Why is it so hard to just “do what you want?”

quote thought bubble saying what do you want to be when you grow up mcgill career blogWhat do you want to do? That’s a loaded question.

I remember asking this question during a speed dating study. First, he says “well, I don’t know.” Then he shares a bit about what he’s studying. Eventually, if he feels safe enough, he might share a dream of his. He thinks it’s not practical. I listen as he convinces himself to be interested in something more mainstream and secure. Maybe you’ve had a similar conversation with someone, or with yourself — knowing what you want, but not sure if it’s the ‘right’ thing to pursue

Since my graduation, I have been sharing my journey on this blog and spoke briefly about my time in Thailand along with the changes that took place after my return to Canada. Upon my return, I set my intention to building a stronger network of support and finding flexible work, preferably as a writer. I also convinced myself to take the risk and pursue dance for the next four years. Now, half a year later, many of those hopes have become a reality: I live in a collective with five other empowered women, and I feel more accepted and supported than ever before. I am finishing a writing contract with the Canadian Association of Geographers, and I have found another flexible job that enables me to train and dance during the weekdays. I have been having dreams and visions, and no longer feel at war with myself and my body.

The first steps to welcoming this new life was finally being clear on what I wanted and having the courage to take a risk on myself.

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One pivotal change in my thought and behaviour began at an event called Cozy, early this May. A friend invited me to this event and presented it as an authentic-relating and communication workshop. One of the ground rules for the event was to practice how to give and receive “No.”

For example:
Person one says to person two “I want a hug. Can I have a hug?”
And person two says “No.” if he or she didn’t want a hug.
And person one would say (as with the event’s norms) “Thanks for taking care of yourself.”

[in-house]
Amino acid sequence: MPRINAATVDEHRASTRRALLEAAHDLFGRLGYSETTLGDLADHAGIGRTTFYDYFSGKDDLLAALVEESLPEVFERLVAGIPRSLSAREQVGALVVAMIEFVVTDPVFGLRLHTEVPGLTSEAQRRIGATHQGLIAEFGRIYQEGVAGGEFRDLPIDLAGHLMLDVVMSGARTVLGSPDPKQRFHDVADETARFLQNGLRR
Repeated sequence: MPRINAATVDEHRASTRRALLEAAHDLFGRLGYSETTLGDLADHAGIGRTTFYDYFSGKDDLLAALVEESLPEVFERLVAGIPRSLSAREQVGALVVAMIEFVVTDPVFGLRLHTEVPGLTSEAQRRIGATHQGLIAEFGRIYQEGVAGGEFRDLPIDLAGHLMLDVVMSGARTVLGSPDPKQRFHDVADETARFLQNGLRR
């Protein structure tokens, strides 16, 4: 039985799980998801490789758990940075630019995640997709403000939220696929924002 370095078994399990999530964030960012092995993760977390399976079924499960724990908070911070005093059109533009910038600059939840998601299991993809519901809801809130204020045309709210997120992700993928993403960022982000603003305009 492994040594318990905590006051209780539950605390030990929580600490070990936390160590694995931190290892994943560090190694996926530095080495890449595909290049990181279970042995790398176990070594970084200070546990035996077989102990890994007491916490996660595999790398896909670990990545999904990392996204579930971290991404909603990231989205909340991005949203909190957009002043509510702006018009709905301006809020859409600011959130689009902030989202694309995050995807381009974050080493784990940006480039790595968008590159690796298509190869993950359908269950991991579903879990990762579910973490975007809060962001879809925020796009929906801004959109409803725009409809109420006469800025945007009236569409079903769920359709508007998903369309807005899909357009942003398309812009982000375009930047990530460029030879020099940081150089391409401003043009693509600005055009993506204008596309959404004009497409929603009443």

I realized that when someone asked me a question, I wasn’t answering according to what I wanted, but according to how much I was willing to compromise. I was constantly asking myself to compromise, to be satisfied with something less or other than what I wanted. My first response was to make the other person feel comfortable, even if it means doing something I wasn’t comfortable with. Can you relate to this?

Compromise can be beneficial if it is mutual, but some things you should never compromise. If we cannot be there for ourselves, it’s difficult for anyone else or anything else to satisfy us. By not articulating our needs and preferences, we give away our agency to shape our own experience and reality. Assertiveness does not equal aggression or conflict. Instead, assertiveness enables mutually beneficial relationships, where people can honour themselves, relate to each other, and grow together.

We are caught in the same habit of compromise when it comes to career planning. We may eventually gain security, but in a lifestyle that does not satisfy. We take someone else’s dreams as our own. If we can connect to the work that we do, then it becomes easier to gain ownership be fully invested in our work. Work becomes less of a burden. It becomes easier to have a vision and live with a greater sense of clarity and peace of mind. It makes work lighter and more enjoyable. It also makes us happier people.

You get what you focus on, so focus on what you want.

How can you direct your career goals, your academic pursuits, and your lifestyle so that you are empowered to live the life that you want? Trust that the vastness of life is enough to fill your needs, and start working to make your vision a reality. Do not worry about the ‘how’ and the details just yet. How can you be more attentive to yourself? Maybe then, the same presence and acceptance you offer to yourself can naturally flow to others.

Thanks for reading!

I’m very grateful for this opportunity to share on a larger platform than my personal blog. Sharing is a way to extend and preserve my experiences, and I want this sharing to be as helpful as possible! If there is anything I touched upon on which you would like to read more, feel free to leave a note in the comments and let me know your thoughts!.
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